The four-way traffic light at Lexington Drive in Ashburn sticks out like a sore thumb for commuters on busy Route 7 in Loudoun County, Virginia.
“It’s one of the most frustrating signals in our county,” Broad Run Supervisor Ron Meyer told WTOP. “It’s the only traffic signal left between Leesburg and Sterling, on a limited-access highway.”
Though few people currently turn onto Lexington Drive, every red signal means commuters on Route 7 have to stop. And commuters have been complaining.
“People have been begging us with hundreds of emails to remove it,” said Meyer. “We accelerated the removal from 2022 to this year, and then with VDOT’s help, we’re able to get it out even earlier, in September or October of this year.”
The Loudoun County Board of Supervisors voted unanimously Thursday to close access to Route 7 from Lexington Drive, after learning the Virginia Department of Transportation would be willing to decommission the signal within a few months.
“It’s going to improve people’s commutes dramatically,” Meyer said. “People are routinely stuck at the bottleneck for five to 10 minutes, waiting for the signal to turn, while there’s very little traffic going the other direction.”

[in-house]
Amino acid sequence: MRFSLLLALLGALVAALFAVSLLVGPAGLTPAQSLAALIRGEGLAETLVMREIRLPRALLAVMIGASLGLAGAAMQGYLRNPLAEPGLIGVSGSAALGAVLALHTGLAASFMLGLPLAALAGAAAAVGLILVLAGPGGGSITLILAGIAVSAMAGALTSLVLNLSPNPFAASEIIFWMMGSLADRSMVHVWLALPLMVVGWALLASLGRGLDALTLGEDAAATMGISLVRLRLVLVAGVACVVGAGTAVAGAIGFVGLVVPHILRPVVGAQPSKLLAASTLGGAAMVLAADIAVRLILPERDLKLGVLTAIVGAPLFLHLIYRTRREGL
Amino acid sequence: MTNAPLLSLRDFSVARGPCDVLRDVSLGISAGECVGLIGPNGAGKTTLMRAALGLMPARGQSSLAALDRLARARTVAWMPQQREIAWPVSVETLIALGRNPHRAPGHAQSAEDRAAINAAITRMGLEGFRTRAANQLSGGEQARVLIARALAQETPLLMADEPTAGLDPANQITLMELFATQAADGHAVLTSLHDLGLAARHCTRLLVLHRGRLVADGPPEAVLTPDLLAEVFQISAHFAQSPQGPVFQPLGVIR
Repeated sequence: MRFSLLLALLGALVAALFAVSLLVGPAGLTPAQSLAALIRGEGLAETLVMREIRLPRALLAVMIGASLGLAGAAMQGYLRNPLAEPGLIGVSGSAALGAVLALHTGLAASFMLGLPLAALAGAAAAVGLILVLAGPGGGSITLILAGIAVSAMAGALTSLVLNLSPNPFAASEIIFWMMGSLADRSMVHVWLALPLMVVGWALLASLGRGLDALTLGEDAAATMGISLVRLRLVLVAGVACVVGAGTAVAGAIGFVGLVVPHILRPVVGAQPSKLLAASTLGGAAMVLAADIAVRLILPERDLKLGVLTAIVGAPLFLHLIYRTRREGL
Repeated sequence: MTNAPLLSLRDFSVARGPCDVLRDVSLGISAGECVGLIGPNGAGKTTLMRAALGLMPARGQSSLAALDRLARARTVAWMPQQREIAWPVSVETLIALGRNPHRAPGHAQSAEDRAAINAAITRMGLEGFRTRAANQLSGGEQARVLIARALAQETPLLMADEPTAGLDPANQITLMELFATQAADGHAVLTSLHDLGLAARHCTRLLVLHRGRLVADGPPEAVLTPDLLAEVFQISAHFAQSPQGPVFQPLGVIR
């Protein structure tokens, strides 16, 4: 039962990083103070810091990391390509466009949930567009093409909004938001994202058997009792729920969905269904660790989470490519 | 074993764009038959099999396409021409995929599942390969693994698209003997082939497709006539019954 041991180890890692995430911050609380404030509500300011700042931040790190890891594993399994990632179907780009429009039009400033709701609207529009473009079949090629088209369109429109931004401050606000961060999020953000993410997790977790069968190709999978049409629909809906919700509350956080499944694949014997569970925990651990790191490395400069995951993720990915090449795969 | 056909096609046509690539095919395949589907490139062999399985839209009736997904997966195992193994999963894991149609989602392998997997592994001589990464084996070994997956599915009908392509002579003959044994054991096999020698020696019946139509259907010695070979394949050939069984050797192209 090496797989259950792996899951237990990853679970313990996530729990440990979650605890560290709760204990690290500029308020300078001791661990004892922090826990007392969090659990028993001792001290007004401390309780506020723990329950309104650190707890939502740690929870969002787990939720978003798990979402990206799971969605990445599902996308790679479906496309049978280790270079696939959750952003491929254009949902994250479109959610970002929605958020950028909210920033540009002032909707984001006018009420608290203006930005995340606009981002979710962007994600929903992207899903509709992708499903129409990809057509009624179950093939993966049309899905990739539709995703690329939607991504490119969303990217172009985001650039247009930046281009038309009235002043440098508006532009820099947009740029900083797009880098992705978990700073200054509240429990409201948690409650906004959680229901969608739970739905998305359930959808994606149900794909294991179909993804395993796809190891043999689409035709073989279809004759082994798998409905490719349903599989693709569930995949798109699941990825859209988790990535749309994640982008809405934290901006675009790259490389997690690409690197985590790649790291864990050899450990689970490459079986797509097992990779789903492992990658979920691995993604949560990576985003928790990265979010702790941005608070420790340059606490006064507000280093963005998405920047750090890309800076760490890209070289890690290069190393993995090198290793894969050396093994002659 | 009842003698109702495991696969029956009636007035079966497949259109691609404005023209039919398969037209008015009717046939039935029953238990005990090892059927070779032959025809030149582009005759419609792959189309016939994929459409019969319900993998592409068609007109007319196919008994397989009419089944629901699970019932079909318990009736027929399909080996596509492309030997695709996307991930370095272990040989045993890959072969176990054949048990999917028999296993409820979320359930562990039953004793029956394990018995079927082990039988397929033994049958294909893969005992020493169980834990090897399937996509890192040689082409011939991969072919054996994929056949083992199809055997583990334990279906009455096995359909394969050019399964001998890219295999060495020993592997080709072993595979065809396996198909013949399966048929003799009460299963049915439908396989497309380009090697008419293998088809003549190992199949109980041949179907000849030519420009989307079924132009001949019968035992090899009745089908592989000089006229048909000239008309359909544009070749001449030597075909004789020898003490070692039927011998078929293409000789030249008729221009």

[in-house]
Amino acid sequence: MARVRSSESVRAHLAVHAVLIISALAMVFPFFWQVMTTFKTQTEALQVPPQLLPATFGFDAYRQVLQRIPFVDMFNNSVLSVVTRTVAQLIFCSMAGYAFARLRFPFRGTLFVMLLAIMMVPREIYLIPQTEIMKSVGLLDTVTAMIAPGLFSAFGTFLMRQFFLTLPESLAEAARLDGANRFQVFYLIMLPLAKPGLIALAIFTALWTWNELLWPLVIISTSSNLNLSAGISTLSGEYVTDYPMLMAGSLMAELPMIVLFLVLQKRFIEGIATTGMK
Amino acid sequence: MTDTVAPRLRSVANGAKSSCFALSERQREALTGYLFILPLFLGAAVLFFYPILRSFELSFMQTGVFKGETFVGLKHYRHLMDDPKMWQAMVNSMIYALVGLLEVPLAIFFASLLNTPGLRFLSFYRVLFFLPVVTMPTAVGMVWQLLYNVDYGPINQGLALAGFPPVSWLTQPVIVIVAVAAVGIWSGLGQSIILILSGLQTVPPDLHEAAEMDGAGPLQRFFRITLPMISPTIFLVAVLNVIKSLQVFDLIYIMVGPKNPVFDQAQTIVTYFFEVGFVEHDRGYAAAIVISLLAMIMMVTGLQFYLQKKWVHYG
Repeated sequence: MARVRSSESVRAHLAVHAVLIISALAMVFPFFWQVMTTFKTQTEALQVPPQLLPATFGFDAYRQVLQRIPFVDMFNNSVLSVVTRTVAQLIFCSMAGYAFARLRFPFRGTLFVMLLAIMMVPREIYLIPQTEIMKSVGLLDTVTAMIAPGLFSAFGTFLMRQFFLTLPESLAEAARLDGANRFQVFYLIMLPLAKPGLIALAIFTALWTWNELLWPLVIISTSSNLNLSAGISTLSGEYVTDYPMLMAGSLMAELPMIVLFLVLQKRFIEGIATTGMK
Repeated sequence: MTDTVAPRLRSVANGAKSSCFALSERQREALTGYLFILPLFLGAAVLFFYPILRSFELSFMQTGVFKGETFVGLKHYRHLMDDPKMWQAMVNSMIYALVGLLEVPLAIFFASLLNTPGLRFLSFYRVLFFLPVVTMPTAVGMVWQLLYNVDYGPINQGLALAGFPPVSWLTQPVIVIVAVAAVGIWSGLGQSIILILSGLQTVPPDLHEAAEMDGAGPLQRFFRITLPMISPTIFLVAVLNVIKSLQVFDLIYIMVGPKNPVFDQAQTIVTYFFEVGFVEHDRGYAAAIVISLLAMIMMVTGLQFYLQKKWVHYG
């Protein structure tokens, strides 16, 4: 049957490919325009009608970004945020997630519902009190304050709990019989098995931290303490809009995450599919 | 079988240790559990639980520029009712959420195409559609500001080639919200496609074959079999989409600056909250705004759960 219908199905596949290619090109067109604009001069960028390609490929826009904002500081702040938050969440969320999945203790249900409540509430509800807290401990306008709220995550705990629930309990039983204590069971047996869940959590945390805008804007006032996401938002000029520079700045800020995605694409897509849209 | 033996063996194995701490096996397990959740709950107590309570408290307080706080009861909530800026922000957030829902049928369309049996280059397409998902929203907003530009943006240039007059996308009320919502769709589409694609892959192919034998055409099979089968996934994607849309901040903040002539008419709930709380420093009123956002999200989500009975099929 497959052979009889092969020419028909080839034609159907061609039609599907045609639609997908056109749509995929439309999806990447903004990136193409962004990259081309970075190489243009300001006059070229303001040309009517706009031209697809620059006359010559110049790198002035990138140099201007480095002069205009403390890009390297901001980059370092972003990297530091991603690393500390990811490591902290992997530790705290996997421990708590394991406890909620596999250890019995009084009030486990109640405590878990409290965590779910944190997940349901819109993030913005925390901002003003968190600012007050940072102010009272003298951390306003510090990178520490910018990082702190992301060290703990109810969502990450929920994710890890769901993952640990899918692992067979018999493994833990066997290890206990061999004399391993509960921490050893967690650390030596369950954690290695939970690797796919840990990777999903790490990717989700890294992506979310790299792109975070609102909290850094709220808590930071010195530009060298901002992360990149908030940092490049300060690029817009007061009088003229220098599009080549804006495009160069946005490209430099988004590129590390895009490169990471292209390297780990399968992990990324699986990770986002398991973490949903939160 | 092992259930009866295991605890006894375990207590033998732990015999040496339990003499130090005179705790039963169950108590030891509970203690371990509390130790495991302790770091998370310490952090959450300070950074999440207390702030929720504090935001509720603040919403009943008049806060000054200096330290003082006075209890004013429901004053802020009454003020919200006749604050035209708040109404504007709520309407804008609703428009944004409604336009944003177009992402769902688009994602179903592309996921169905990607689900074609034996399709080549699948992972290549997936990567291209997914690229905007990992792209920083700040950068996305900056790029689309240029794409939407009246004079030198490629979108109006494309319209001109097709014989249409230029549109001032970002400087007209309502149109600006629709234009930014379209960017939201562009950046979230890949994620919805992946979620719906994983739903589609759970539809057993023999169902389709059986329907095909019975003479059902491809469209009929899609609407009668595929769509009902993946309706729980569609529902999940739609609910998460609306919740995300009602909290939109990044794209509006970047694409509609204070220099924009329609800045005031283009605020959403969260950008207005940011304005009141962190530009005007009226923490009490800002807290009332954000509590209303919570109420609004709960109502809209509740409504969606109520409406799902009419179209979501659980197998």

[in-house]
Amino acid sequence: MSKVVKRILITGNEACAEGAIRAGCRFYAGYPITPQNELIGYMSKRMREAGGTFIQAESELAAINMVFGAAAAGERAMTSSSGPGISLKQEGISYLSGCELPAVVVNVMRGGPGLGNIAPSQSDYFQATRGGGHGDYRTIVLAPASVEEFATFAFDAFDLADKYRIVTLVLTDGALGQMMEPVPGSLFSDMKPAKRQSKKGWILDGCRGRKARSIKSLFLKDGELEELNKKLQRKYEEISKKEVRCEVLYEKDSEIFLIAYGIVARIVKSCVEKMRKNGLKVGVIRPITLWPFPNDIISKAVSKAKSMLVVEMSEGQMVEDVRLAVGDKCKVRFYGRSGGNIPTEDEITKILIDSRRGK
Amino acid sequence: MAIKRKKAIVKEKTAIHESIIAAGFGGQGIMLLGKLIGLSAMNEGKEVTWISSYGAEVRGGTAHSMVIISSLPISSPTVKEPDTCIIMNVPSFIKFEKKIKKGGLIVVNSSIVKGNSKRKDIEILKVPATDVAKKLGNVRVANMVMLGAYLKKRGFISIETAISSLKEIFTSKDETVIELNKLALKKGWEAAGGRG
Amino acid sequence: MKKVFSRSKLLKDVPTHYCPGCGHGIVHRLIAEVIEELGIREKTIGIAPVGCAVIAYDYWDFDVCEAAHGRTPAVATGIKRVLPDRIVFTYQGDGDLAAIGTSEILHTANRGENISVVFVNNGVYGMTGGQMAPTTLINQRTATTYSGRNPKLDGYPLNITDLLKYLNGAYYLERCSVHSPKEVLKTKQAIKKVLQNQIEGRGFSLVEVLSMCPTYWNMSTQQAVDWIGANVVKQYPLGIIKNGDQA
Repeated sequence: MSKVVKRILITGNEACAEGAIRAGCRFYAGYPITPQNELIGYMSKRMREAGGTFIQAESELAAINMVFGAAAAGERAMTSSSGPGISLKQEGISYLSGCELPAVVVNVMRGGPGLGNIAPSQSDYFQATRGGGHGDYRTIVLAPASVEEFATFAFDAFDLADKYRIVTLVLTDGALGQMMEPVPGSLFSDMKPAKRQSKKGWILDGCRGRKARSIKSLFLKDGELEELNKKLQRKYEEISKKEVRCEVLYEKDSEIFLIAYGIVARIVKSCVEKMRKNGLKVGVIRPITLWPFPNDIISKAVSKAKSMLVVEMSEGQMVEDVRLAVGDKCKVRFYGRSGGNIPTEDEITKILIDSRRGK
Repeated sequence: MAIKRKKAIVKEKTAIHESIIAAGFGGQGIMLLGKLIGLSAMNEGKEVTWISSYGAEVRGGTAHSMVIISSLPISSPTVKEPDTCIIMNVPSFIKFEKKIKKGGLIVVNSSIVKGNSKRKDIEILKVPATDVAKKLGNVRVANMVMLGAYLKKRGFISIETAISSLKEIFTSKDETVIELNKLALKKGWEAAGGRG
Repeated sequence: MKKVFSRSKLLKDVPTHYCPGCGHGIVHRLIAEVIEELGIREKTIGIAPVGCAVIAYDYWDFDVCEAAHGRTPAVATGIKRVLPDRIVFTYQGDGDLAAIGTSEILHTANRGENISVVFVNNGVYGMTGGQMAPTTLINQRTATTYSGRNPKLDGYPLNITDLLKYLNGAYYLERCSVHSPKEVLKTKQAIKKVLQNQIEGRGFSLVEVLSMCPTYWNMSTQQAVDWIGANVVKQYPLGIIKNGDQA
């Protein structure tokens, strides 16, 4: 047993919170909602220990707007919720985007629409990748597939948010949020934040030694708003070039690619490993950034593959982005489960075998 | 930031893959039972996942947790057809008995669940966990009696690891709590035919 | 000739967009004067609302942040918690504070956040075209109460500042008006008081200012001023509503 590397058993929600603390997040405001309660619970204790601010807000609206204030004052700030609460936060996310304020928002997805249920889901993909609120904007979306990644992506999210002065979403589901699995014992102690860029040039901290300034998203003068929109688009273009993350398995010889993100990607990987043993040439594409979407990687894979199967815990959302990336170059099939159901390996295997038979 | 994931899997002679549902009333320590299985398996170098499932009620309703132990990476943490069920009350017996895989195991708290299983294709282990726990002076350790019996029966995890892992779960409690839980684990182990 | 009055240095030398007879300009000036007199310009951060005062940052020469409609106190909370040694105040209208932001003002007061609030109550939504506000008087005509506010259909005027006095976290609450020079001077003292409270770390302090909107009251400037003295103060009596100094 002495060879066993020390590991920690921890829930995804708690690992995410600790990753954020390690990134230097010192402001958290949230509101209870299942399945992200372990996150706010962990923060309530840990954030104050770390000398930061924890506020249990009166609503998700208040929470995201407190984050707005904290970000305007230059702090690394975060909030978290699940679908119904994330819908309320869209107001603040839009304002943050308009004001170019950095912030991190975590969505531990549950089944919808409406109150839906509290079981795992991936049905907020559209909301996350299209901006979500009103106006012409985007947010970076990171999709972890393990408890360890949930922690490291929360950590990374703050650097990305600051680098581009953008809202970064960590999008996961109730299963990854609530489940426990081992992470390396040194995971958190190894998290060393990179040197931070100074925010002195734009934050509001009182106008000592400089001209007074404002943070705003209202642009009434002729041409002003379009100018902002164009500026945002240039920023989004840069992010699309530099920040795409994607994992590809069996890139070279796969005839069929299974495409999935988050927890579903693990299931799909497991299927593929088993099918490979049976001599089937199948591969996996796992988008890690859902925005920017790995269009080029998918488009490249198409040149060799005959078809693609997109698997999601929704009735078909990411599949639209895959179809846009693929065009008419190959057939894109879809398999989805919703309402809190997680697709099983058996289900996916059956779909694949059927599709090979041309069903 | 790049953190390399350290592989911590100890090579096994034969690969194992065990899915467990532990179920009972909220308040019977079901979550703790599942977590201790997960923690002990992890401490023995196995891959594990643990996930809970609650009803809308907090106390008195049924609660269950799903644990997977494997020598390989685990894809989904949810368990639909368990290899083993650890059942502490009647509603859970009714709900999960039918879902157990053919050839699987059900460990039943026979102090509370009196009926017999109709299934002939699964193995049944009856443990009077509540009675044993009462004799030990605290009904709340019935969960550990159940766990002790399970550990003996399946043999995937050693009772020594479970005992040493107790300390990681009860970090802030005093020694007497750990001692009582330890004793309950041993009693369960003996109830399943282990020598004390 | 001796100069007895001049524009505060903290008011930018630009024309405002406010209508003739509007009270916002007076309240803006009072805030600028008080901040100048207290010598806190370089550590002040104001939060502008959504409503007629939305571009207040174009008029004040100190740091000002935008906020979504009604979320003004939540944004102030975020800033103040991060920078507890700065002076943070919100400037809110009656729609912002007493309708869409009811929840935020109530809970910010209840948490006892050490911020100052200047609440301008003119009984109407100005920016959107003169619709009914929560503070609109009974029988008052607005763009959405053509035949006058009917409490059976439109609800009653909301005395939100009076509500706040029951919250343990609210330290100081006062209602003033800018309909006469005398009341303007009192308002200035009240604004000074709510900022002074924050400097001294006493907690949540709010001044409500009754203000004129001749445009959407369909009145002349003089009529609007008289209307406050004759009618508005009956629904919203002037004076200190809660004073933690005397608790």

When access to Lexington Drive is closed off, the nearest exits for drivers on Route 7 will be Loudoun County Parkway and Ashburn Village Boulevard.
For drivers currently reliant on Lexington Drive, Loudoun County is in the midst of construction to provide an alternative that steers clear of the already-busy Route 7.
In May, construction on a four-lane divided roadway segment of Riverside Parkway from Lexington Drive to Janelia Drive was completed after being funded by the county. Opening the short segment will enable the removal of the Lexington Drive light, as the county eventually extends Riverside Parkway from Loudoun County Parkway to Lexington Drive.
In past years, Loudoun County has removed many four-way lights on Route 7, and replaced them with cloverleaf projects, including recently at Belmont Ridge Road.
In addition to keeping traffic moving on Route 7, Ellen Kamilakis of VDOT said cloverleaf and overpass configurations are generally safer for drivers.
“A traditional signal allows for the possibility of T-bone crashes as cars turn in front of and perpendicular to other cars,” Kamilakis said. “With cloverleaves, the conflicts end up being sideswipe style, so if crashes occur, the severity tends to be reduced.”